Uighurs stage protest at Guantanamo

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Stuck at Guantánamo, Uighurs demand freedom

A federal judge has ordered the release of 17 Uighurs, Chinese Muslims, from the Guantánamo detention camp. But they're still there, and on Monday they staged a protest for visiting journalists.


GUANTANAMO BAY NAVY BASE, Cuba -- A group of Muslims from China awaiting a court-ordered release staged a self-styled protest inside their prison camp Monday, waving signs demanding their freedom written in crayon on their Pentagon-issued art supplies.

''We are the Uighurs,'' said one sign. ``We are being oppressed in prison though we had been announced innocent.''

Another: ``We need to freedom.''

The U.S. government has for months been seeking a nation to offer asylum to some 17 Uighurs with Chinese citizenship who fear persecution and perhaps torture if they are returned to their communist-controlled homeland.

Attorney General Eric Holder has said he was willing to resettle some in the United States. But some members of Congress have rebelled, casting them as terrorists and creating a deadlock on the future of the men whom a federal judge ordered released from these remote prison camps in October 2008.

Instead, the military moved the men to a small razor-wire ringed compound called Camp Iguana, away from the 220 foreign captives here still held as enemy combatants. As detainees approved for release, they have been receiving increasingly greater liberties -- such as weekly telephone calls, takeout fried chicken and pizza and a wooden hut set aside to serve as a mosque.


Monday, they staged the polite protest for about five minutes for visiting reporters before guards hustled the journalists away.

''As you can see, they are pretty much free men,'' said a Navy chief who supervises sailors guarding the men at the half-acre compound. He called the protest ''their own doing,'' and permitted a dozen reporters visiting the prison to film the signs.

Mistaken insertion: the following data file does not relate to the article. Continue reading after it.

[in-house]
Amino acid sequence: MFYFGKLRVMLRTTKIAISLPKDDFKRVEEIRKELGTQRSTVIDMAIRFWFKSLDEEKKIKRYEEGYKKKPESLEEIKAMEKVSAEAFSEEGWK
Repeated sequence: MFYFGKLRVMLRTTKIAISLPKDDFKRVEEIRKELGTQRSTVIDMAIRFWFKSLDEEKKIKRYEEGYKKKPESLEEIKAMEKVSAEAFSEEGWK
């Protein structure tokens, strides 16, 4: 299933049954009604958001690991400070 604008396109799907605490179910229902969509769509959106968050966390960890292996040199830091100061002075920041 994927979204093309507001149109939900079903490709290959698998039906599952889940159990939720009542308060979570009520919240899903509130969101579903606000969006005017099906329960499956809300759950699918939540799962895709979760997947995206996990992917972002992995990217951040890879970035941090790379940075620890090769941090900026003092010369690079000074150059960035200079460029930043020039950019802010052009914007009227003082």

Unclear Monday evening was how much of the video would survive a censor's review.


Frustrations had been building at Camp Iguana across days of visits by both attorneys and reporters seeking to document what may prove to be the last days of the controversial prison camps, which President Barack Obama has ordered emptied by Jan. 22.

At one point Monday, one of the Uighur men called out: ``Obama didn't release us. Why?''

Last week, the group approached a visiting TV crew and asked to deliver an oral statement. Guards waved them off, saying that U.S. military censors would destroy any such images.

The U.S. military says it seizes and destroys photos of detainees, even those in which the captives pose for news photographers, under an interpretation of the Geneva Conventions that shields prisoners of war from public humiliation.

Prison camp commanders have been seeking to afford the Uighurs greater freedoms short of giving them the run of the 45-square-mile base that has a port, airstrip, harbor and school system for sailors' children.

For example, the military has ordered 20 laptop computers to let the men set up a virtual computer lab and acquire some DVD-driven high technology skills in anticipation of their release.


But the measures have not been enough for the Uighurs, who belong to a movement that seeks independence and religious freedoms in China.

Their lawyers have argued for years that they admire American democracy and deserve to be resettled on U.S. soil. A Lutheran group in the Washington, D.C. area has offered to help, and religious leaders in Tallahassee, have also offered to sponsor three.

''We were an oppressed nation in China,'' said one sign. ``Now we are being oppressed in America for a second time.''

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